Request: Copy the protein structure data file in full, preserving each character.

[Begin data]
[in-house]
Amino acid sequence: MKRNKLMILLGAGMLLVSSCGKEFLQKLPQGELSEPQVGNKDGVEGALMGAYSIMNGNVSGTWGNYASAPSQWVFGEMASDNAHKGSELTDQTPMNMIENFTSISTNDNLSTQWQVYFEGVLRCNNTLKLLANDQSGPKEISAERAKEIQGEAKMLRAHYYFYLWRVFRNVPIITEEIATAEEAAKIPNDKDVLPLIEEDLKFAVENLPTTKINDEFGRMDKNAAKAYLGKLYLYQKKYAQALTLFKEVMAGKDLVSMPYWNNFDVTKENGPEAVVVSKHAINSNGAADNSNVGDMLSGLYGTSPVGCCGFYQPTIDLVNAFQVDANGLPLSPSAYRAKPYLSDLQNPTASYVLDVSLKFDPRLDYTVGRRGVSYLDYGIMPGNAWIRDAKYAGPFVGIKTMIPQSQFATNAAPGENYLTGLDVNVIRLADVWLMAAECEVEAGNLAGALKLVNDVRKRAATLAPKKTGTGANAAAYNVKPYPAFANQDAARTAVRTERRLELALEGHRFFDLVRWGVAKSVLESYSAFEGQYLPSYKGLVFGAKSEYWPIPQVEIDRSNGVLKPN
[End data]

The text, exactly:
[in-house]
Amino acid sequence: MKRNKLMILLGAGMLLVSSCGKEFLQKLPQGELSEPQVGNKDGVEGALMGAYSIMNGNVSGTWGNYASAPSQWVFGEMASDNAHKGSELTDQTPMNMIENFTSISTNDNLSTQWQVYFEGVLRCNNTLKLLANDQSGPKEISAERAKEIQGEAKMLRAHYYFYLWRVFRNVPIITEEIATAEEAAKIPNDKDVLPLIEEDLKFAVENLPTTKINDEFGRMDKNAAKAYLGKLYLYQKKYAQALTLFKEVMAGKDLVSMPYWNNFDVTKENGPEAVVVSKHAINSNGAADNSNVGDMLSGLYGTSPVGCCGFYQPTIDLVNAFQVDANGLPLSPSAYRAKPYLSDLQNPTASYVLDVSLKFDPRLDYTVGRRGVSYLDYGIMPGNAWIRDAKYAGPFVGIKTMIPQSQFATNAAPGENYLTGLDVNVIRLADVWLMAAECEVEAGNLAGALKLVNDVRKRAATLAPKKTGTGANAAAYNVKPYPAFANQDAARTAVRTERRLELALEGHRFFDLVRWGVAKSVLESYSAFEGQYLPSYKGLVFGAKSEYWPIPQVEIDRSNGVLKPN